PageObjects and Protractor

Tuesday, January 6, 2015

I’m a fan of the PageObject pattern when writing Protractor tests, because PageObjects make the test code more expressive and readable. When I sit down to write some Protractor tests, I usually write the test code I want to see first, and then try to make it happen.

For example, when writing some tests for a “login and redirect” scenario, I started off with some test specs like the following.

describe("The security application", function () { 

    var secret = new SecretPage();
    var login = new LoginPage(); 

    it("should redirect to login page if trying to view a secret as anonymous user", function () {

    it("should go back to the secret after a login", function () {
        login.login("sallen", "sallen");


These tests require two page objects, the SecretRecipePage and the LoginPage. SInce Protractor tests run in Node, each page can live in a distinct module. First, the SecretRecipePage.

var config = require("./config"); 

var SecretPage = function () { 

    this.go = function() {


SecretPage.url = config.baseUrl + "security/shell.html#/secret"; 

module.exports = SecretPage;

And the LoginPage.

var config = require("./config"); 

var LoginPage = function () { 

    this.go = function() {

    this.login = function(username, password) {
        $(".container [name=username]").sendKeys(username);
        $(".container [name=password]").sendKeys(password);
        $(".container [name=loginForm]").submit();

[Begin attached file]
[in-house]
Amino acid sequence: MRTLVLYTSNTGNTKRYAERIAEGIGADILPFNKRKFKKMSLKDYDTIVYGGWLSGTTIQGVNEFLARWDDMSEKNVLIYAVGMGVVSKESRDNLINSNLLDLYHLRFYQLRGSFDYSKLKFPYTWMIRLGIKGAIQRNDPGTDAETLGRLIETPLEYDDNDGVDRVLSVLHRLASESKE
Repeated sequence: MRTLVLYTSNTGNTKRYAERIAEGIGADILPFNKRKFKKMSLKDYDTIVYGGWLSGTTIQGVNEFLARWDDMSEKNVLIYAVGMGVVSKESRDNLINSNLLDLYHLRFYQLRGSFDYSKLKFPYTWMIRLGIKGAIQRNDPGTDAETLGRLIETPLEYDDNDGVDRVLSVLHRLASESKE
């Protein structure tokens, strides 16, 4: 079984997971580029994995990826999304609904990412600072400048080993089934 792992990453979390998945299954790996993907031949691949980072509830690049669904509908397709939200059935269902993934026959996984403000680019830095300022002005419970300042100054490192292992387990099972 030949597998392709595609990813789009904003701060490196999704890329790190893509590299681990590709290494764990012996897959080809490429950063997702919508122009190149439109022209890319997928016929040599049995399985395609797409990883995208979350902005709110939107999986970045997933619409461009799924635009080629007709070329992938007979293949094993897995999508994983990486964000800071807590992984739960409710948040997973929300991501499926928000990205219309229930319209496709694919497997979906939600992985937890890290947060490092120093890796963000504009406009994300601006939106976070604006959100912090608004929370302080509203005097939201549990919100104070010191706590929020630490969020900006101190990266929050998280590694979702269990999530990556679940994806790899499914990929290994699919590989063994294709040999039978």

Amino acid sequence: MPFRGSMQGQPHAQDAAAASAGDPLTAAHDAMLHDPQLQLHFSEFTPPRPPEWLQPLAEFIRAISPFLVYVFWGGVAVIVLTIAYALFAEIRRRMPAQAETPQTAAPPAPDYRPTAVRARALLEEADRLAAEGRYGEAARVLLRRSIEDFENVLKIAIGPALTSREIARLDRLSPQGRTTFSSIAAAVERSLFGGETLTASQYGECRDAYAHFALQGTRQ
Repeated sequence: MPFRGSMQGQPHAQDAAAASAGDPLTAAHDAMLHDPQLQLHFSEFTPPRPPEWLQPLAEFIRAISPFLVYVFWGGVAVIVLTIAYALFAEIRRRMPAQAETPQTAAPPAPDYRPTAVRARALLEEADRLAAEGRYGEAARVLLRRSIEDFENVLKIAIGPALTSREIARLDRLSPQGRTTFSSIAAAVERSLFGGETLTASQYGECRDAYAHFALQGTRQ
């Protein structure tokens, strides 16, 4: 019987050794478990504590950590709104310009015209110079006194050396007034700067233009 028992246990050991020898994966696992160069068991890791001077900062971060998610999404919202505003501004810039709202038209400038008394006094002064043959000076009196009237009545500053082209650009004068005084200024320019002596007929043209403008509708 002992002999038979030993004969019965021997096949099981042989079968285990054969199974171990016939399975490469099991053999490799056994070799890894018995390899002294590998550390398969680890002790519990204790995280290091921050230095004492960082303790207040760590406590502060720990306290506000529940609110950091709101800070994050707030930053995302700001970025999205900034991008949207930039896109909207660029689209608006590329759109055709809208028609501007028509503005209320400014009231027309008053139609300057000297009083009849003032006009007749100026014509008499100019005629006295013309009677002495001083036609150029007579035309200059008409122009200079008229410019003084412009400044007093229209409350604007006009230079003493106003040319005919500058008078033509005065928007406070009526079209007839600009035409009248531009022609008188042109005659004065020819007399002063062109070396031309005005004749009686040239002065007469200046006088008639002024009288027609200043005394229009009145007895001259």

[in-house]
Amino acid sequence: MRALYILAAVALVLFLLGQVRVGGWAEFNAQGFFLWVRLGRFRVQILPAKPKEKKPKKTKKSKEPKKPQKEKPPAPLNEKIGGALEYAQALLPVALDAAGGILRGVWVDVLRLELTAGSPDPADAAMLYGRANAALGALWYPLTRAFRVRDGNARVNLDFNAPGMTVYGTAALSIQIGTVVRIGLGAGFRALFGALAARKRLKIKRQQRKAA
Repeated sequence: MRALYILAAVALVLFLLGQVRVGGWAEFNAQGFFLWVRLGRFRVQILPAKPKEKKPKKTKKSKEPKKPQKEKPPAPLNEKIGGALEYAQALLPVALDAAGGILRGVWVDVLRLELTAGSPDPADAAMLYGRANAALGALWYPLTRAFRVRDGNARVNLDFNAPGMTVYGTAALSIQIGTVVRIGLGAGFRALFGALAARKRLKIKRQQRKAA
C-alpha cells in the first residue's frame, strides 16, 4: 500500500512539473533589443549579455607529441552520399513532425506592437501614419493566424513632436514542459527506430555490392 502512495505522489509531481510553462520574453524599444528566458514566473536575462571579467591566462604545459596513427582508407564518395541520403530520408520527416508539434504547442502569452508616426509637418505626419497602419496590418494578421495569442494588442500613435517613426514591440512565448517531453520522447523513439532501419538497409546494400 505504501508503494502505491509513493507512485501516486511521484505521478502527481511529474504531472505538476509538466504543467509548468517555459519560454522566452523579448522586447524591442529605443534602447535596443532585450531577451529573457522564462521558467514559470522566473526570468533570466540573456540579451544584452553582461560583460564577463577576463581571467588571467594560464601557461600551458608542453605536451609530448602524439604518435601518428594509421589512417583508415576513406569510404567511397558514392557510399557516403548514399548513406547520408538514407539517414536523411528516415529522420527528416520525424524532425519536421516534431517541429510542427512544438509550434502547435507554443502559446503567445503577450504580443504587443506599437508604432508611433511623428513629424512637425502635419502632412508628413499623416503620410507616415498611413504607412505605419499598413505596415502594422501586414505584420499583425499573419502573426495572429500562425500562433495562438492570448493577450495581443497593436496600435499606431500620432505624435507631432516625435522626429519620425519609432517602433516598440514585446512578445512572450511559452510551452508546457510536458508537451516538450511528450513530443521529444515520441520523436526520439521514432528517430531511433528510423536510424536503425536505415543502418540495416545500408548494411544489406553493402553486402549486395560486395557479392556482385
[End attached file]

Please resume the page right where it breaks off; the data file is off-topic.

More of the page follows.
LoginPage.url = config.baseUrl + "security/shell.html#/login"; 

module.exports = LoginPage;

Both of these modules depend on a config module to remove hard coded URLs and magic strings. A simple config might look like the following.

var config = {
    baseUrl: http://localhost:9000/Apps/

module.exports = config;

Now all the spec file needs to do is require the two page modules …...

var SecretPage = require("../pages/SecretPage");
var LoginPage = require("../pages/LoginPage.js"); 

describe("The security application", function () { 

    // …... 


And presto! Readable Protractor tests are passing.


gravatar Pras Tuesday, January 6, 2015
Very Nice post. Clear and to the point. I request you to please do a pluralsight course on testing with Angular.
gravatar Quinntyne Tuesday, January 6, 2015
I support the request for the Pluralsight course!
gravatar jdn Tuesday, January 6, 2015
Idiotic nitpick question: why do you call it SecretPage vs. SecretRecipePage? Just because or is there a reason?
gravatar scott Tuesday, January 6, 2015
@jdn: Ah, an unfortunate translation of the real code. Was trying to stick with just "SecretPage" for the post, since it really represents any page that requires credentials to unlock. Thanks for pointing that out.
Ian B Wednesday, January 7, 2015
Very nice post indeed! Really helpful! Another nitpick question from me too, should that last code snippet contain var SecretPage = require("../pages/SecretPage.js"); rather than var SecretPage = require("../pages/SecretPage"); The SecretPage missing the .js?
gravatar Scott Wednesday, January 7, 2015
@Ian - the .js suffix is optional when you use require in Node. I try to leave it out.
gravatar Leblanc Meneses Thursday, January 8, 2015 Most important piece is step "CI setup ResultDiff" This aligns business and development teams. Everyone is speaking the same language and changes to either side is reflected on the output of ResultDiff.
gravatar Martin Thursday, January 8, 2015
Here's the real world question: How much time do you 'waste' writing tests (in % time spent) And which clients / companies are willing to pay the overhead?
gravatar Scott Thursday, January 8, 2015
@Martin: Good topic for a future post, thanks! :)
gravatar Matt Honeycutt Thursday, January 8, 2015
I really like this approach, and you did a great job of explaining it, Scott. Nice job!
gravatar Byron Thursday, February 12, 2015
Great post. Simplicity , Clarity and Density of expression. Really enjoy your courses Scott. :0
Comments are closed.

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